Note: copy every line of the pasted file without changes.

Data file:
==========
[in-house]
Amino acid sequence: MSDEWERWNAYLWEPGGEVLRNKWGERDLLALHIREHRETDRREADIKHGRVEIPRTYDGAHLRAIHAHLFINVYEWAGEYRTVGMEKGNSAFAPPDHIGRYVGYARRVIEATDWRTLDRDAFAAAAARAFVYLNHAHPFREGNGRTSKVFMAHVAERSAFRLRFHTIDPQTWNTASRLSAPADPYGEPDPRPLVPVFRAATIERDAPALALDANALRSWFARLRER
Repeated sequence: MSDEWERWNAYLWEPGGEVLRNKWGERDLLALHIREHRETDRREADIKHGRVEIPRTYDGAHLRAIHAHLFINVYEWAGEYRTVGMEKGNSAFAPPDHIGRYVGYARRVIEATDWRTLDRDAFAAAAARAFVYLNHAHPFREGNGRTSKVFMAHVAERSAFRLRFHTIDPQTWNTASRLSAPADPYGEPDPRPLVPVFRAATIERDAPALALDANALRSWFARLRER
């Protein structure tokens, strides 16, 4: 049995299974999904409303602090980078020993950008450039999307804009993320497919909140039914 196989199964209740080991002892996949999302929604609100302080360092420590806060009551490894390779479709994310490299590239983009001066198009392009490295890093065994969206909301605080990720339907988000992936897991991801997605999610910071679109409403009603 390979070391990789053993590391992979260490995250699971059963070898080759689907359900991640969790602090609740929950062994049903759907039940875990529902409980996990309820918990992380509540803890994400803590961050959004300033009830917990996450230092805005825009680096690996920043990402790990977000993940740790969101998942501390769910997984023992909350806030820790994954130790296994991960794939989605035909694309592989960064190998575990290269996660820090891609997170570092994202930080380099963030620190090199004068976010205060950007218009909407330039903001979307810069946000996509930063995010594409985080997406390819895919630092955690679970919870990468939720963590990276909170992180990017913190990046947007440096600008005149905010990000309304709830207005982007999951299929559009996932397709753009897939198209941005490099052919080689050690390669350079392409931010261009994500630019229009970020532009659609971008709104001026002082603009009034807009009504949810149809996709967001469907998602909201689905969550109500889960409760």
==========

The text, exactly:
[in-house]
Amino acid sequence: MSDEWERWNAYLWEPGGEVLRNKWGERDLLALHIREHRETDRREADIKHGRVEIPRTYDGAHLRAIHAHLFINVYEWAGEYRTVGMEKGNSAFAPPDHIGRYVGYARRVIEATDWRTLDRDAFAAAAARAFVYLNHAHPFREGNGRTSKVFMAHVAERSAFRLRFHTIDPQTWNTASRLSAPADPYGEPDPRPLVPVFRAATIERDAPALALDANALRSWFARLRER
Repeated sequence: MSDEWERWNAYLWEPGGEVLRNKWGERDLLALHIREHRETDRREADIKHGRVEIPRTYDGAHLRAIHAHLFINVYEWAGEYRTVGMEKGNSAFAPPDHIGRYVGYARRVIEATDWRTLDRDAFAAAAARAFVYLNHAHPFREGNGRTSKVFMAHVAERSAFRLRFHTIDPQTWNTASRLSAPADPYGEPDPRPLVPVFRAATIERDAPALALDANALRSWFARLRER
């Protein structure tokens, strides 16, 4: 049995299974999904409303602090980078020993950008450039999307804009993320497919909140039914 196989199964209740080991002892996949999302929604609100302080360092420590806060009551490894390779479709994310490299590239983009001066198009392009490295890093065994969206909301605080990720339907988000992936897991991801997605999610910071679109409403009603 390979070391990789053993590391992979260490995250699971059963070898080759689907359900991640969790602090609740929950062994049903759907039940875990529902409980996990309820918990992380509540803890994400803590961050959004300033009830917990996450230092805005825009680096690996920043990402790990977000993940740790969101998942501390769910997984023992909350806030820790994954130790296994991960794939989605035909694309592989960064190998575990290269996660820090891609997170570092994202930080380099963030620190090199004068976010205060950007218009909407330039903001979307810069946000996509930063995010594409985080997406390819895919630092955690679970919870990468939720963590990276909170992180990017913190990046947007440096600008005149905010990000309304709830207005982007999951299929559009996932397709753009897939198209941005490099052919080689050690390669350079392409931010261009994500630019229009970020532009659609971008709104001026002082603009009034807009009504949810149809996709967001469907998602909201689905969550109500889960409760």